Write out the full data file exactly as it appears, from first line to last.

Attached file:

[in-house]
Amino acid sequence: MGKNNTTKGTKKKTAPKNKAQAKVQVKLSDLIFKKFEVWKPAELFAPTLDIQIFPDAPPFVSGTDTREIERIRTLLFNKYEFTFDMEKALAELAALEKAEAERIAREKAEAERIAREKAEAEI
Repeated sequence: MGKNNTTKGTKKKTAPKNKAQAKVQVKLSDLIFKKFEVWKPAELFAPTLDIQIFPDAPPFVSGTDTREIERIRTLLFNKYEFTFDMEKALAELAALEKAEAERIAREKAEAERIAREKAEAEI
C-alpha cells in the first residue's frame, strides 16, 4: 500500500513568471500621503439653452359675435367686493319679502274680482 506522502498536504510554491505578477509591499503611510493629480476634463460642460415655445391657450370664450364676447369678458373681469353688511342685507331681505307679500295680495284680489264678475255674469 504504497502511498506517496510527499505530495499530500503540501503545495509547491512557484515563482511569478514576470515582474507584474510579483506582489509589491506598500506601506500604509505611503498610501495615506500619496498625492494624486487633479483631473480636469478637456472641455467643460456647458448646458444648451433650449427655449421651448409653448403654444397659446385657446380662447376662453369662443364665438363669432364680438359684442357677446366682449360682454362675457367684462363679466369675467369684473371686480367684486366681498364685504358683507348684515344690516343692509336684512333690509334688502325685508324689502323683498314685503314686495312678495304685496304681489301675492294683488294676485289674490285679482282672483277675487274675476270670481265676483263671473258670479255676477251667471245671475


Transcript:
[in-house]
Amino acid sequence: MGKNNTTKGTKKKTAPKNKAQAKVQVKLSDLIFKKFEVWKPAELFAPTLDIQIFPDAPPFVSGTDTREIERIRTLLFNKYEFTFDMEKALAELAALEKAEAERIAREKAEAERIAREKAEAEI
Repeated sequence: MGKNNTTKGTKKKTAPKNKAQAKVQVKLSDLIFKKFEVWKPAELFAPTLDIQIFPDAPPFVSGTDTREIERIRTLLFNKYEFTFDMEKALAELAALEKAEAERIAREKAEAERIAREKAEAEI
C-alpha cells in the first residue's frame, strides 16, 4: 500500500513568471500621503439653452359675435367686493319679502274680482 506522502498536504510554491505578477509591499503611510493629480476634463460642460415655445391657450370664450364676447369678458373681469353688511342685507331681505307679500295680495284680489264678475255674469 504504497502511498506517496510527499505530495499530500503540501503545495509547491512557484515563482511569478514576470515582474507584474510579483506582489509589491506598500506601506500604509505611503498610501495615506500619496498625492494624486487633479483631473480636469478637456472641455467643460456647458448646458444648451433650449427655449421651448409653448403654444397659446385657446380662447376662453369662443364665438363669432364680438359684442357677446366682449360682454362675457367684462363679466369675467369684473371686480367684486366681498364685504358683507348684515344690516343692509336684512333690509334688502325685508324689502323683498314685503314686495312678495304685496304681489301675492294683488294676485289674490285679482282672483277675487274675476270670481265676483263671473258670479255676477251667471245671475